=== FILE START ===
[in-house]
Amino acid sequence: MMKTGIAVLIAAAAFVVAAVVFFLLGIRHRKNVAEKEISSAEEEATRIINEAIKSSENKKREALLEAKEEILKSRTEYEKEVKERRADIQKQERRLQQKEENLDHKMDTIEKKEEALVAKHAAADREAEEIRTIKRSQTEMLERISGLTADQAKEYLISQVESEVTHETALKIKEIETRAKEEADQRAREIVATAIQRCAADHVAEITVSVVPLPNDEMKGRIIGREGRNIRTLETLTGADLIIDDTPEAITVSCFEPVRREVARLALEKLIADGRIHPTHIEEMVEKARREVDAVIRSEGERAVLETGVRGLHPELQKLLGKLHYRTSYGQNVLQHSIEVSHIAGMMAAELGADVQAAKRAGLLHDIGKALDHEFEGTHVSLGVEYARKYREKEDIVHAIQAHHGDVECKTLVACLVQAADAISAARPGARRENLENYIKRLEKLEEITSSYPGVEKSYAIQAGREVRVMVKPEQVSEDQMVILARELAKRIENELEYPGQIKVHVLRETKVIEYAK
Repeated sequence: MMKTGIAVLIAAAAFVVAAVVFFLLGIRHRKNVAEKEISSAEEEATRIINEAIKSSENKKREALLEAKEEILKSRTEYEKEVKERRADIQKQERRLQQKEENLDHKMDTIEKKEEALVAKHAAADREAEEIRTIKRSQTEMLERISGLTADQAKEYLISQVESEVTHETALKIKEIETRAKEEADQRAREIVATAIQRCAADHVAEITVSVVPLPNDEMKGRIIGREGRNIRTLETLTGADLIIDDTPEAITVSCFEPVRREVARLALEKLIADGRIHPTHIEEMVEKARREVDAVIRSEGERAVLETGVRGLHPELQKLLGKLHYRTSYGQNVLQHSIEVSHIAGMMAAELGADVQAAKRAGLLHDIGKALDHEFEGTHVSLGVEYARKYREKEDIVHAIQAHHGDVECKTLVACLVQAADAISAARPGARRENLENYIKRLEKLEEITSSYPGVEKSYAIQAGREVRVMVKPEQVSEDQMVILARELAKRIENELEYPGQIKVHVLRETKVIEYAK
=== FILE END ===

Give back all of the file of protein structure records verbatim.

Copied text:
[in-house]
Amino acid sequence: MMKTGIAVLIAAAAFVVAAVVFFLLGIRHRKNVAEKEISSAEEEATRIINEAIKSSENKKREALLEAKEEILKSRTEYEKEVKERRADIQKQERRLQQKEENLDHKMDTIEKKEEALVAKHAAADREAEEIRTIKRSQTEMLERISGLTADQAKEYLISQVESEVTHETALKIKEIETRAKEEADQRAREIVATAIQRCAADHVAEITVSVVPLPNDEMKGRIIGREGRNIRTLETLTGADLIIDDTPEAITVSCFEPVRREVARLALEKLIADGRIHPTHIEEMVEKARREVDAVIRSEGERAVLETGVRGLHPELQKLLGKLHYRTSYGQNVLQHSIEVSHIAGMMAAELGADVQAAKRAGLLHDIGKALDHEFEGTHVSLGVEYARKYREKEDIVHAIQAHHGDVECKTLVACLVQAADAISAARPGARRENLENYIKRLEKLEEITSSYPGVEKSYAIQAGREVRVMVKPEQVSEDQMVILARELAKRIENELEYPGQIKVHVLRETKVIEYAK
Repeated sequence: MMKTGIAVLIAAAAFVVAAVVFFLLGIRHRKNVAEKEISSAEEEATRIINEAIKSSENKKREALLEAKEEILKSRTEYEKEVKERRADIQKQERRLQQKEENLDHKMDTIEKKEEALVAKHAAADREAEEIRTIKRSQTEMLERISGLTADQAKEYLISQVESEVTHETALKIKEIETRAKEEADQRAREIVATAIQRCAADHVAEITVSVVPLPNDEMKGRIIGREGRNIRTLETLTGADLIIDDTPEAITVSCFEPVRREVARLALEKLIADGRIHPTHIEEMVEKARREVDAVIRSEGERAVLETGVRGLHPELQKLLGKLHYRTSYGQNVLQHSIEVSHIAGMMAAELGADVQAAKRAGLLHDIGKALDHEFEGTHVSLGVEYARKYREKEDIVHAIQAHHGDVECKTLVACLVQAADAISAARPGARRENLENYIKRLEKLEEITSSYPGVEKSYAIQAGREVRVMVKPEQVSEDQMVILARELAKRIENELEYPGQIKVHVLRETKVIEYAK